Using the PTVS for a Windows Forms Project

Chapter 8 of Professional IronPython demonstrates how to create a Windows Forms application using IronPython 2.6. As mentioned in my previous post about IronPython, IronPython 2.7 provides something new in the way of integration, PTVS. You’ve already discovered the means to create a console application using PTVS in my second post on this topic. This post goes a step further and demonstrates how to create a Windows Forms application using the same approach you’d normally use with any other .NET language, such as Visual Basic .NET or C#. I assume you already have PTVS installed on your system.

Of course, you begin by opening Visual Studio 2010 as normal. The New Project dialog box should contain a WinForms Application template in the IronPython folder. If you don’t see the correct template, then you probably don’t have IronPython 2.7 installed with Visual Studio 2010 (see my previous post for details). Call this project PythonApplication2 as shown here:

WinForm01

Click OK and Visual Studio creates the solution for you. The next step is to recreate the display shown in Listing 8-1 of the book. I had truly hoped that PTVS would provide Designer support, but it doesn’t. Here’s what you get as output from the template:

WinForm02

Now, it is disappointing that you don’t get a Designer, but the template does provide you with some helpful information and it’s better than what you started with in Chapter 8. The updated code is easier to read and requires that you perform less typing than shown in Figure 8-1. Here’s the new version of Listing 8-1.

import clr
clr.AddReference('System.Windows.Forms')
clr.AddReference('System.Drawing')
 
from System.Windows.Forms import *
from System.Drawing import *
 
class MyForm(Form):
    def __init__(self):
         
        # Add a tooltip control.
        Tips = ToolTip()
 
        # Configure btnOK
        btnOK = Button()
        btnOK.Text = "&OK"
        btnOK.Location = Point(263, 13)
        Tips.SetToolTip(btnOK, 'Displays an interesting message.')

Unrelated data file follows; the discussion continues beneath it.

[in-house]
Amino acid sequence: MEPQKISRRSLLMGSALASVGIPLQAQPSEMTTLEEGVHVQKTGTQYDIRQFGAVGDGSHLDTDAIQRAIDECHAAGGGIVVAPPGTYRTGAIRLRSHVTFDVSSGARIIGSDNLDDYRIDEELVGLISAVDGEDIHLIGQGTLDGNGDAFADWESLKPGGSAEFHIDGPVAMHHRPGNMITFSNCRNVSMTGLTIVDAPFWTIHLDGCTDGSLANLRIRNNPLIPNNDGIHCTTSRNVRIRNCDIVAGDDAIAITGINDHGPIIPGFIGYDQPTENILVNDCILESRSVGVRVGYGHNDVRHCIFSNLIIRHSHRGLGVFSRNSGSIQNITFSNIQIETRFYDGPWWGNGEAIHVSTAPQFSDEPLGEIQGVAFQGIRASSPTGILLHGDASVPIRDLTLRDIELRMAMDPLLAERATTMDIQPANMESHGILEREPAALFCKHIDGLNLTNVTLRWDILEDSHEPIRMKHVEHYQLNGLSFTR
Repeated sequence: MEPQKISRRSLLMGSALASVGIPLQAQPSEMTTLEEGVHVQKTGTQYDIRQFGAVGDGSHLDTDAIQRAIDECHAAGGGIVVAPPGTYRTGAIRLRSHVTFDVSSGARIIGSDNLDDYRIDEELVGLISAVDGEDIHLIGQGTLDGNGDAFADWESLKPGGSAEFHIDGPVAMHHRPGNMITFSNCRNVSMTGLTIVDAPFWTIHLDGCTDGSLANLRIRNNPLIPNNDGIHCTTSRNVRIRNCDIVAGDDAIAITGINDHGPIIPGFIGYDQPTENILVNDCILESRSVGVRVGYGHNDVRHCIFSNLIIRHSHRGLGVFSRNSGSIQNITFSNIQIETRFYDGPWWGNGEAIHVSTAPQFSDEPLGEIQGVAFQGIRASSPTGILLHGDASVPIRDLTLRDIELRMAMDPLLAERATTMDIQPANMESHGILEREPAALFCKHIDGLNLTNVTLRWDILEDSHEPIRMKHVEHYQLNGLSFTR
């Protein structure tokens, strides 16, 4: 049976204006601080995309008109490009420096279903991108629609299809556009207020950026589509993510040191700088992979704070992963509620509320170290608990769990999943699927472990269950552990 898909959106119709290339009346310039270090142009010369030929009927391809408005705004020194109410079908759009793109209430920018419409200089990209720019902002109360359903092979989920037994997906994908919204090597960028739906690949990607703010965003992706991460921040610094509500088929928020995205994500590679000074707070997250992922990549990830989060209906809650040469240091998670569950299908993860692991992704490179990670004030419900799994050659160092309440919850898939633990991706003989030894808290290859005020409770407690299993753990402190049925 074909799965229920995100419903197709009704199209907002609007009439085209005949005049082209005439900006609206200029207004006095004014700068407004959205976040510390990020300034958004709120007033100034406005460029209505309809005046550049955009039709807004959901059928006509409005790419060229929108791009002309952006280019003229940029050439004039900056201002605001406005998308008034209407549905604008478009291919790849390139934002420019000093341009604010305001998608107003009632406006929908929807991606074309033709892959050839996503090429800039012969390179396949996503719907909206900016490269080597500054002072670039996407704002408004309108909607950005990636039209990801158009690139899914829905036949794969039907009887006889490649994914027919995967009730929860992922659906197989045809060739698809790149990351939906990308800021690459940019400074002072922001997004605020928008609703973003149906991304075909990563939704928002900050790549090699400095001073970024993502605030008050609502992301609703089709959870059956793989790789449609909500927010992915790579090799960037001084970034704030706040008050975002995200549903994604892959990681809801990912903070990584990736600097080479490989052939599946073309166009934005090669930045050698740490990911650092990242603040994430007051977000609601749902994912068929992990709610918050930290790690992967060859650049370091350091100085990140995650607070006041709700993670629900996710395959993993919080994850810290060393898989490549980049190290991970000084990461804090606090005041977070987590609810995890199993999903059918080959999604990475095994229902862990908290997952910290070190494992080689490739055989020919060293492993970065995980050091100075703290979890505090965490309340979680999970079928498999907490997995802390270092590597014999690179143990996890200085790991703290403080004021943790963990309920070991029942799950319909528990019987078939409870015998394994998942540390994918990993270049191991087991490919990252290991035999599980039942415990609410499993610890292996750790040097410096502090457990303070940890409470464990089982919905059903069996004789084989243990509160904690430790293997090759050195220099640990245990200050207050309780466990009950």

# Configure btnCancel
        btnCancel = Button()
        btnCancel.Text = "&Cancel"
        btnCancel.Location = Point(263, 43)
        Tips.SetToolTip(btnCancel, 'Cancels the application.')
 
        # Configure lblMessage
        lblMessage = Label()
        lblMessage.Text = 'This is a sample label.'
        lblMessage.Location = Point(13, 13)
        lblMessage.Size = Size(120, 13)
 
        # Configure the form.
        self.ClientSize = Size(350, 200)
        self.Text = 'Simple Python Windows Forms Example'
        self.AcceptButton = btnOK
        self.CancelButton = btnCancel
 
        # Add the controls to the form.
        self.Controls.Add(btnOK)
        self.Controls.Add(btnCancel)
        self.Controls.Add(lblMessage)
 
form = MyForm()
Application.Run(form)

This code works precisely the same as the code described in Listing 8-1. You still see the same dialog box as output as shown here:

WinForm03

It isn’t anything fancy, but the example does demonstrate that you can create a Windows Forms application using straightforward code and less typing than the example in Listing 8-1. Of course, this form requires event handlers, just like the ones used for the example in Chapter 8. Of course, you begin by creating the required linkage after you initialize the form as shown here:

# Add the event handler linkage.
btnOK.Click += btnOK_Click
btnCancel.Click += btnCancel_Click

After which, you add the event handler code shown here:

# Define the event handlers.
def btnOK_Click(*args):
     
    # Display a message showing we arrived.
    MessageBox.Show('Hello!')
 
def btnCancel_Click(*args):
     
    # Close the application.
    form.Close()

At this point, you have the same first example shown in Chapter 8. Of course, Chapter 8 contains a number of other examples that demonstrate other techniques; all of which you can easily move to the new environment provided by PTVS. Here’s the source code for the entire example: Program.py. So, what do you think of the new Windows Forms project support provided by PTVS? Let me know at John@JohnMuellerBooks.com.

Author: John

John Mueller is a freelance author and technical editor. He has writing in his blood, having produced 99 books and over 600 articles to date. The topics range from networking to artificial intelligence and from database management to heads-down programming. Some of his current books include a Web security book, discussions of how to manage big data using data science, a Windows command -line reference, and a book that shows how to build your own custom PC. His technical editing skills have helped over more than 67 authors refine the content of their manuscripts. John has provided technical editing services to both Data Based Advisor and Coast Compute magazines. He has also contributed articles to magazines such as Software Quality Connection, DevSource, InformIT, SQL Server Professional, Visual C++ Developer, Hard Core Visual Basic, asp.netPRO, Software Test and Performance, and Visual Basic Developer. Be sure to read John’s blog at http://blog.johnmuellerbooks.com/. When John isn’t working at the computer, you can find him outside in the garden, cutting wood, or generally enjoying nature. John also likes making wine and knitting. When not occupied with anything else, he makes glycerin soap and candles, which comes in handy for gift baskets. You can reach John on the Internet at John@JohnMuellerBooks.com. John is also setting up a website at http://www.johnmuellerbooks.com/. Feel free to take a look and make suggestions on how he can improve it.